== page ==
Johnny and Jordan Davis thought about going their separate ways, but they eventually agreed that this wasn’t the right time.
The twin brothers, who will be seniors at Central High School in the fall, decided to stay together and give verbal commitments to play basketball at the University of Wisconsin.
They acted on that decision Saturday night by walking to coach Greg Gard’s office between games during the first day of a two-day team camp at the Kohl Center in Madison and sharing the news.
“Coach Gard was there, and so was coach (Joe) Krabbenhoft,” Jordan said late Saturday night. “They were sitting at their desks, and we told them.
“They were really jacked up.”
It was a definite victory for Wisconsin, which has taken some heat for not being able to get the top high school players in the state to stay home. Most recently, the Badgers missed out on Marquette transfers Joey and Sam Hauser from Stevens Point.
Wisconsin made an offer to Johnny on Dec. 29, 2017, and coaches — Krabbenhoft especially — have been regulars at Central games before and since. They offered Jordan a scholarship early this month, and the brothers started talking about what they wanted to do immediately.
Wisconsin represented Jordan’s biggest basketball opportunity. There may have been other offers from bigger Division I basketball programs coming for the 6-foot-5 Johnny, but he didn’t feel the need to wait for them because he quickly realized what he wanted.
“There was a lot of stress the last two weeks after the (scholarship) offer was made to Jordan,” said Johnny, a unanimous Associated Press first-team all-state selection as a junior. “We didn’t want to give up an opportunity to play in our home state and play basketball with each other, so we made the decision.”
They will also reunite with Kobe King, with whom they combined forces to win a WIAA Division 2 state championship in 2017. King, a senior on the championship team, will be a redshirt sophomore next season.
King followed Aquinas graduate Bronson Koenig’s four-year run with the Badgers, and the Davis brothers will make sure the La Crosse connection continues after King’s tenure expires.
Their addition to the program is significant for Wisconsin, which is also still in pursuit of Nicolet standout Jalen Johnson after he led his school to its first Division 2 state championship last March. Both had other offers, and Johnny was still attracting interest from schools as big as Virginia and Texas Tech after helping Central qualify for three straight state tournaments.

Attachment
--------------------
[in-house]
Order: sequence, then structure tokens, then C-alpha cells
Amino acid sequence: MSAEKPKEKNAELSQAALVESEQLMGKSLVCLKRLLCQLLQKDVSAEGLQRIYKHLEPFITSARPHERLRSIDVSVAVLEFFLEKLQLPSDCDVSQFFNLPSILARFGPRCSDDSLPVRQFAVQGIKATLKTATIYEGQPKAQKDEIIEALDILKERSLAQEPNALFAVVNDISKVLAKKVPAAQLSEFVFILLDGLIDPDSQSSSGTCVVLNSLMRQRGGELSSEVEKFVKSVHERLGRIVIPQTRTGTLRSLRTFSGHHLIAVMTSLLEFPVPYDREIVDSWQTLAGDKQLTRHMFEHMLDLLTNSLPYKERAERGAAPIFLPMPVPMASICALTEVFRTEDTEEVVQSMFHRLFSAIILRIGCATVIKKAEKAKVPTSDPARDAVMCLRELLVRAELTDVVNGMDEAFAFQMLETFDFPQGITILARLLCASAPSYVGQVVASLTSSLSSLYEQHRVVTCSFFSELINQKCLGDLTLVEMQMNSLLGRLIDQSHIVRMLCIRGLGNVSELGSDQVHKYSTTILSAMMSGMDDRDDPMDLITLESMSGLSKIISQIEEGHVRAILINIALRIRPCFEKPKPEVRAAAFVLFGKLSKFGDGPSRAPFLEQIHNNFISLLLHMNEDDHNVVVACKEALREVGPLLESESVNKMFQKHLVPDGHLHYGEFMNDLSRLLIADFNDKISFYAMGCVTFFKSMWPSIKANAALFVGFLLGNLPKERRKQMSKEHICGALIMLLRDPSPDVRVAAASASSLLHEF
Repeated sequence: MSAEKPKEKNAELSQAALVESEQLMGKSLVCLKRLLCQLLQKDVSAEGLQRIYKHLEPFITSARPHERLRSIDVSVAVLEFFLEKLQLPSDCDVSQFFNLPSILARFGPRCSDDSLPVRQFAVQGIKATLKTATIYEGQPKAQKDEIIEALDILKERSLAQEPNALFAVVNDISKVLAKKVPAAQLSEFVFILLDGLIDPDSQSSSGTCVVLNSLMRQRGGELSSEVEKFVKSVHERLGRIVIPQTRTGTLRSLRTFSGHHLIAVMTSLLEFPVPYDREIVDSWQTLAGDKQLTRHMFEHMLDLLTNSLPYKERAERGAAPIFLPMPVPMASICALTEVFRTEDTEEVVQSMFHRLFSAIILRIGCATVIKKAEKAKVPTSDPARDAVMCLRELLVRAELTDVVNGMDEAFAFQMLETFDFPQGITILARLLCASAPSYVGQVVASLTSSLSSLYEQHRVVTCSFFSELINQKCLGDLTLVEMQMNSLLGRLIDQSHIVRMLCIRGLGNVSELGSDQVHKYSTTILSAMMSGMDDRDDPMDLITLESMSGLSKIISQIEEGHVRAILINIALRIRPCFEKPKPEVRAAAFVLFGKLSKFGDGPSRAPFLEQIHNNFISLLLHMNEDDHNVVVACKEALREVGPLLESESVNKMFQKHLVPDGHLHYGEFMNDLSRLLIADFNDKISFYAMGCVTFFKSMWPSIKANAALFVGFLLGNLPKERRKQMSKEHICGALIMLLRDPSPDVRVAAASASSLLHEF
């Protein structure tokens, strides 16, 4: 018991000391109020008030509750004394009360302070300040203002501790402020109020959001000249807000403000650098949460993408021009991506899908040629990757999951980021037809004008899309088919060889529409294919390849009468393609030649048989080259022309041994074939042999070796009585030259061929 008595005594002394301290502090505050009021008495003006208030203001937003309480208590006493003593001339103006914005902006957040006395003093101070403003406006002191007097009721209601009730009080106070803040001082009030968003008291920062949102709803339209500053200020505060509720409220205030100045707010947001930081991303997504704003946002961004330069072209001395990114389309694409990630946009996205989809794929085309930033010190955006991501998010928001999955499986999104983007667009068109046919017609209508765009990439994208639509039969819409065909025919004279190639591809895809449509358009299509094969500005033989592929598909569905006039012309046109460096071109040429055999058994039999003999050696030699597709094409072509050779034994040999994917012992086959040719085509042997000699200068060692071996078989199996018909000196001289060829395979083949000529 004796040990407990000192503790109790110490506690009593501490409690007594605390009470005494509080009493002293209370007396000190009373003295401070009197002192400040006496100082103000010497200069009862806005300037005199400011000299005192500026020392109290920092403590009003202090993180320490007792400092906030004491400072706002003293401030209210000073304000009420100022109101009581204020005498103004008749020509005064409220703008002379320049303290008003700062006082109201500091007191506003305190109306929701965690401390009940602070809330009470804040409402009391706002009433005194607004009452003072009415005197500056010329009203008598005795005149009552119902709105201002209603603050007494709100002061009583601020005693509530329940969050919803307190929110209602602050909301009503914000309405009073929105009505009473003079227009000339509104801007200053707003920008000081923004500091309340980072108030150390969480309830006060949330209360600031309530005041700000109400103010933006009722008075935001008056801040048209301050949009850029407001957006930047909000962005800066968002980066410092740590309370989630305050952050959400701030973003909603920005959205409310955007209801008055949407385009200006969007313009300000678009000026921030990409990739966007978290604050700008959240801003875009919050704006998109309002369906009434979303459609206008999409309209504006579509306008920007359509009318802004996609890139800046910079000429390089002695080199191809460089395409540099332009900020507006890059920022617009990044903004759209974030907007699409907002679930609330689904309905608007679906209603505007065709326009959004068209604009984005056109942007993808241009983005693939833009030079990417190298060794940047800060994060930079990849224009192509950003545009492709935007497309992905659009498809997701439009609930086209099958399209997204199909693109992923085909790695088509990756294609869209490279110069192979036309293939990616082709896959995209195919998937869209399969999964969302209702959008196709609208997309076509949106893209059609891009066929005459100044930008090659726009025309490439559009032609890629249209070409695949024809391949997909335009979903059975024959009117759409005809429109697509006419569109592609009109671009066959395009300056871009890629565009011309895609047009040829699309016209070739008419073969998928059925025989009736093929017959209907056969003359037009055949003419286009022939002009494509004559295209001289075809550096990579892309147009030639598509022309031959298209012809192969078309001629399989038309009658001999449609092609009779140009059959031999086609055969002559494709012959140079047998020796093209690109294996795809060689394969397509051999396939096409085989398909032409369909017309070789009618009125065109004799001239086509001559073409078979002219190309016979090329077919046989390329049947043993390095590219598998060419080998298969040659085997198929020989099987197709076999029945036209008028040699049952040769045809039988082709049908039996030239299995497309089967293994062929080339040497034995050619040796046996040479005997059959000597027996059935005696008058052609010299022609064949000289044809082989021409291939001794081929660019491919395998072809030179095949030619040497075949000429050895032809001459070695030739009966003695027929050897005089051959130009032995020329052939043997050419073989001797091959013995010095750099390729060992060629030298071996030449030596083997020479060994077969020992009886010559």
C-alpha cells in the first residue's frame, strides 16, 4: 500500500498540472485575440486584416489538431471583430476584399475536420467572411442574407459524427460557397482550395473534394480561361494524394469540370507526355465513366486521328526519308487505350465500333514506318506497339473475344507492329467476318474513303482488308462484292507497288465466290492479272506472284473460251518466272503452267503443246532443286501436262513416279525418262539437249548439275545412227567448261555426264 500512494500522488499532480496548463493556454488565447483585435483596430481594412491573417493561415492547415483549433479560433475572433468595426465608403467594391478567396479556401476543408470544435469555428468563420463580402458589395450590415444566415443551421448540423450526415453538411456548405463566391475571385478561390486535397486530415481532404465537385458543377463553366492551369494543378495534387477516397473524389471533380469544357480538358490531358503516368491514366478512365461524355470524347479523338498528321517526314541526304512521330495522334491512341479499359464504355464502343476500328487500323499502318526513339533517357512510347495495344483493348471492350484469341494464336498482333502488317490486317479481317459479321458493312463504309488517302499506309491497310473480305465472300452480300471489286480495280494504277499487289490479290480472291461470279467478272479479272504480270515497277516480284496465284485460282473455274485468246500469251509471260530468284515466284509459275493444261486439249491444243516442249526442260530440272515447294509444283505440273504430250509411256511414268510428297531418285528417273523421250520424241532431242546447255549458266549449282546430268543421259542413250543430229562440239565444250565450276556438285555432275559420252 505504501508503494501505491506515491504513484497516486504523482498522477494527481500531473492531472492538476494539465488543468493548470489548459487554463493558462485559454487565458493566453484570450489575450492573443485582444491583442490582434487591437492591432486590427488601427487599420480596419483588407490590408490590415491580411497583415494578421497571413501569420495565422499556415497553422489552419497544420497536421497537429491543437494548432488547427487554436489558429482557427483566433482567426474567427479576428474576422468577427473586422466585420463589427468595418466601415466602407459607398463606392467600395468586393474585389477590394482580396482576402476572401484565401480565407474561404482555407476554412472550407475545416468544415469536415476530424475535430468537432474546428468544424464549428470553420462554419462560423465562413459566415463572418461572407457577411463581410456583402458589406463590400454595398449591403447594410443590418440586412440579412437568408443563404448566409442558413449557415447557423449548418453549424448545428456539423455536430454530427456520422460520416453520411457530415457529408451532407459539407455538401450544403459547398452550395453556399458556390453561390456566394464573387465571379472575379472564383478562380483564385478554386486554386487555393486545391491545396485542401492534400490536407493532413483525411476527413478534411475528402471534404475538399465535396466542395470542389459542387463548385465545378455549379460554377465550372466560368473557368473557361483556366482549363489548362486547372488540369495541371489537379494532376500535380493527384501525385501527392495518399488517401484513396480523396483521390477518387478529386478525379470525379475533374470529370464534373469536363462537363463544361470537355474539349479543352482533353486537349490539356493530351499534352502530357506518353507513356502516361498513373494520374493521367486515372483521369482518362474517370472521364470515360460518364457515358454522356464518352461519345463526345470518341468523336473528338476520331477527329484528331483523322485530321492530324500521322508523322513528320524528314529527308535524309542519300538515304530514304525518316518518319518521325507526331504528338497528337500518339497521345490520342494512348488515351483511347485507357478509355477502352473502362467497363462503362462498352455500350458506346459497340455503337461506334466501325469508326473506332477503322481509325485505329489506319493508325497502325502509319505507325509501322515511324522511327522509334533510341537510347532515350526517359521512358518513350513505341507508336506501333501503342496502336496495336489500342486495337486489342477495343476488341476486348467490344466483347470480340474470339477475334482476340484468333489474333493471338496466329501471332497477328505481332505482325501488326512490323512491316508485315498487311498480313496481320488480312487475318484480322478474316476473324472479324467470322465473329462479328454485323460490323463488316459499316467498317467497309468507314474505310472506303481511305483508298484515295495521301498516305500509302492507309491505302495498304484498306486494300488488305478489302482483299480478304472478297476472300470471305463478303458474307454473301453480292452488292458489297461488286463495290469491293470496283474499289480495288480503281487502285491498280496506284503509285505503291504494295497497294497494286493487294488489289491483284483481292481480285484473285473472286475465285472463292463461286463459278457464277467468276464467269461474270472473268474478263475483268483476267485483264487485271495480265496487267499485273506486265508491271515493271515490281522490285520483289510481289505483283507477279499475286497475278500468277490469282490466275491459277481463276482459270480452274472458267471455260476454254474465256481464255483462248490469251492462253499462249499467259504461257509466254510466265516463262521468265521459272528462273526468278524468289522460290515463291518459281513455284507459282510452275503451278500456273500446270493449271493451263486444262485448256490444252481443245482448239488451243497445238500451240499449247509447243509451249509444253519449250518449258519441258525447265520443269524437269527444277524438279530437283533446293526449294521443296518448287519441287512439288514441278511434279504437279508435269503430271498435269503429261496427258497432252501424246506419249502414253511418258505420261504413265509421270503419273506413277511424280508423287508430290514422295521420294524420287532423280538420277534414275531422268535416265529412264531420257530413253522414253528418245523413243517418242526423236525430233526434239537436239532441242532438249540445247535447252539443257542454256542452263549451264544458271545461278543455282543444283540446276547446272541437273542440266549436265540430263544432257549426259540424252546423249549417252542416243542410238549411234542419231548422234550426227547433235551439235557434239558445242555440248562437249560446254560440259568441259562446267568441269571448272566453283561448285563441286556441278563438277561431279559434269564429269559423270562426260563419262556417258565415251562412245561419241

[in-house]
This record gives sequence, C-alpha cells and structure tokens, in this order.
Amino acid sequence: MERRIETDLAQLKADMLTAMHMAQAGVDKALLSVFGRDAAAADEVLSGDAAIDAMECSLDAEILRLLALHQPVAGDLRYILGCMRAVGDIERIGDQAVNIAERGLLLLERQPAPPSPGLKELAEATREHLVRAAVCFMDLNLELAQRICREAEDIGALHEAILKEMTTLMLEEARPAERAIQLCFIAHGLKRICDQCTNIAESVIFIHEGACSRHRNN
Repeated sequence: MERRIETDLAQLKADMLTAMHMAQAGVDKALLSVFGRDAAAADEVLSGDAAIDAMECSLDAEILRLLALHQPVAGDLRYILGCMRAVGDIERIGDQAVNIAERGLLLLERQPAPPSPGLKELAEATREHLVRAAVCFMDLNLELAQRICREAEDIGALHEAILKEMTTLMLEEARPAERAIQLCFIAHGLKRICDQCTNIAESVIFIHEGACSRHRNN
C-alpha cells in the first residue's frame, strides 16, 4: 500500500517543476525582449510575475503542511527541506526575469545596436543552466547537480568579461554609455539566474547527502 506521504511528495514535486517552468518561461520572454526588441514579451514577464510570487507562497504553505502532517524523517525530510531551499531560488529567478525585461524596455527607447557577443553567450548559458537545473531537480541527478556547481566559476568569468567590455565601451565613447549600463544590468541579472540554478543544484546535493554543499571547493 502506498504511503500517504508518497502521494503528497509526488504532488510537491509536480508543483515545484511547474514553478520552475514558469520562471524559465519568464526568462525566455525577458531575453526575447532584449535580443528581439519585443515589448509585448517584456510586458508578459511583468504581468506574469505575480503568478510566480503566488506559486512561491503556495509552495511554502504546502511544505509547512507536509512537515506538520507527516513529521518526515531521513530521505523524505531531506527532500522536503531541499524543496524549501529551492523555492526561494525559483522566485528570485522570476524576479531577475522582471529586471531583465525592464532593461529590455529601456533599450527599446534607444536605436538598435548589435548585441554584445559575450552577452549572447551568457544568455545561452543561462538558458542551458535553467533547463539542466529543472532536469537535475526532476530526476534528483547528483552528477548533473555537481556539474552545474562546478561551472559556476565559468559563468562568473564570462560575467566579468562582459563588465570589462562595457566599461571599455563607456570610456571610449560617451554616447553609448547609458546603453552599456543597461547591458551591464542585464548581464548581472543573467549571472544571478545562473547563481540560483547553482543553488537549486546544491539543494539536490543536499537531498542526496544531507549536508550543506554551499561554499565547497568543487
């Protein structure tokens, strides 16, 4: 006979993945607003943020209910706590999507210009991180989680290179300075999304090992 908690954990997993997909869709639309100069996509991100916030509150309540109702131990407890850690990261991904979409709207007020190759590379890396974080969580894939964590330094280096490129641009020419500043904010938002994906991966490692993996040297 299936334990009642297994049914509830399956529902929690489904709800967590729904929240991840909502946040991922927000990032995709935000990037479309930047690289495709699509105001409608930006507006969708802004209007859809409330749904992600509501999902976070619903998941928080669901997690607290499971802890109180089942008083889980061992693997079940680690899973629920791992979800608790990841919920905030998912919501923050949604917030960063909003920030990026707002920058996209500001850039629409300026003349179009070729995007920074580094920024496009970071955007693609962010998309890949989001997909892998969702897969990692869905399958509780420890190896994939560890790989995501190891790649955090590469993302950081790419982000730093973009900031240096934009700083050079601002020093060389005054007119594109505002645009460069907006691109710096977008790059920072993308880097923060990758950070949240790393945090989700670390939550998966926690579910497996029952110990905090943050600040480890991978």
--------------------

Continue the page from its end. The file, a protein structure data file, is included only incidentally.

“I think part of it, too, was the fact that their family will be able to come watch them easily,” said Central coach Todd Fergot, who was coaching in the WBCA All-Star games on Saturday. “They decided they wanted to play together, but I think that had something to do with it, as well.”
They follow their father, Mark, down the Division I basketball path. Mark played at Old Dominion and was drafted ninth by the Cleveland Cavaliers in the 1985 NBA Draft.
Mark played 31 games with the Milwaukee Bucks and two with the Phoenix Suns and finished his playing career with the La Crosse Catbirds of the CBA before deciding to call La Crosse home.
Johnny averaged 23 points, 9.3 rebounds and 2.4 assists per game last season. Jordan was a WBCA all-state honorable mention pick after averaging 12.3 points, 4.7 rebounds, 2.4 steals and 2.2 assists. Throughout the recruiting process, Gard and his coaching staff lauded the pair’s skill defensively as much as its offensive output.
The decision allows both to relax and enjoy their final year at Central, where they also play football. Both of the twins had also been in contact with college football coaches during the recruiting process, Johnny as a quarterback and Jordan as a receiver.
Johnny passed for 2,471 yards and 22 touchdowns and rushed for 562 and 11 scores as the Red Raiders (8-3) advanced to the second round of the Division 2 playoffs. Jordan caught 48 passes for 872 yards and 10 touchdowns.
The decision also had an immediate impact on the feel of playing the game. Both brothers said the game they played after their meeting with Wisconsin coaches was a little more fun.
“I felt like I could play more free out there,” Johnny said. “I could be myself without any pressure or stress.”
Some of the stress and pressure that accompanied the process was the result of other top players in the state spurning Wisconsin offers and going elsewhere. The Badgers put significant time into this recruiting effort, and those around the brothers weren’t shy to make their opinions known.
“It’s home for us, and everyone in the community and people we know wanted us to go there,” Jordan said. “We liked it, too, and that’s why we made the decision.
“What better choice, what better option do we have? We know we will have support throughout the whole community and whole state.”